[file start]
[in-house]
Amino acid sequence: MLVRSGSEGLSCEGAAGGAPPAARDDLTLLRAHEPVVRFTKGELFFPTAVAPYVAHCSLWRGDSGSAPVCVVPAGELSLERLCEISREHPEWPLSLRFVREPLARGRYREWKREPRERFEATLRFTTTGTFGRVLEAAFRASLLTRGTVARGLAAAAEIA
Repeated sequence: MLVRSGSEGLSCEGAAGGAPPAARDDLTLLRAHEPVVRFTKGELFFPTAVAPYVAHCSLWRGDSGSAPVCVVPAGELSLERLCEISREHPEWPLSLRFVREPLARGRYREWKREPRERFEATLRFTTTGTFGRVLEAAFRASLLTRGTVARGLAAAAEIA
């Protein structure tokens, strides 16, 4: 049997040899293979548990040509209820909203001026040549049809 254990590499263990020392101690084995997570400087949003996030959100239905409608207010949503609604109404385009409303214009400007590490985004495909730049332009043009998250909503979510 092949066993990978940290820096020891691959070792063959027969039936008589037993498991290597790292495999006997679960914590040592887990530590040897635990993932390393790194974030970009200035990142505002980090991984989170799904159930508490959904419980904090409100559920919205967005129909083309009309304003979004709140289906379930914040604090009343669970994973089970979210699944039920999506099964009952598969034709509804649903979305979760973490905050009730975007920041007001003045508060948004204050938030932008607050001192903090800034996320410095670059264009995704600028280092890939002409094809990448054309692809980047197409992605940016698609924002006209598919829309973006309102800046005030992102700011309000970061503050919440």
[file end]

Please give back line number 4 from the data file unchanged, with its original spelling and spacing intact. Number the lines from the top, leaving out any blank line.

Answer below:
């Protein structure tokens, strides 16, 4: 049997040899293979548990040509209820909203001026040549049809 254990590499263990020392101690084995997570400087949003996030959100239905409608207010949503609604109404385009409303214009400007590490985004495909730049332009043009998250909503979510 092949066993990978940290820096020891691959070792063959027969039936008589037993498991290597790292495999006997679960914590040592887990530590040897635990993932390393790194974030970009200035990142505002980090991984989170799904159930508490959904419980904090409100559920919205967005129909083309009309304003979004709140289906379930914040604090009343669970994973089970979210699944039920999506099964009952598969034709509804649903979305979760973490905050009730975007920041007001003045508060948004204050938030932008607050001192903090800034996320410095670059264009995704600028280092890939002409094809990448054309692809980047197409992605940016698609924002006209598919829309973006309102800046005030992102700011309000970061503050919440």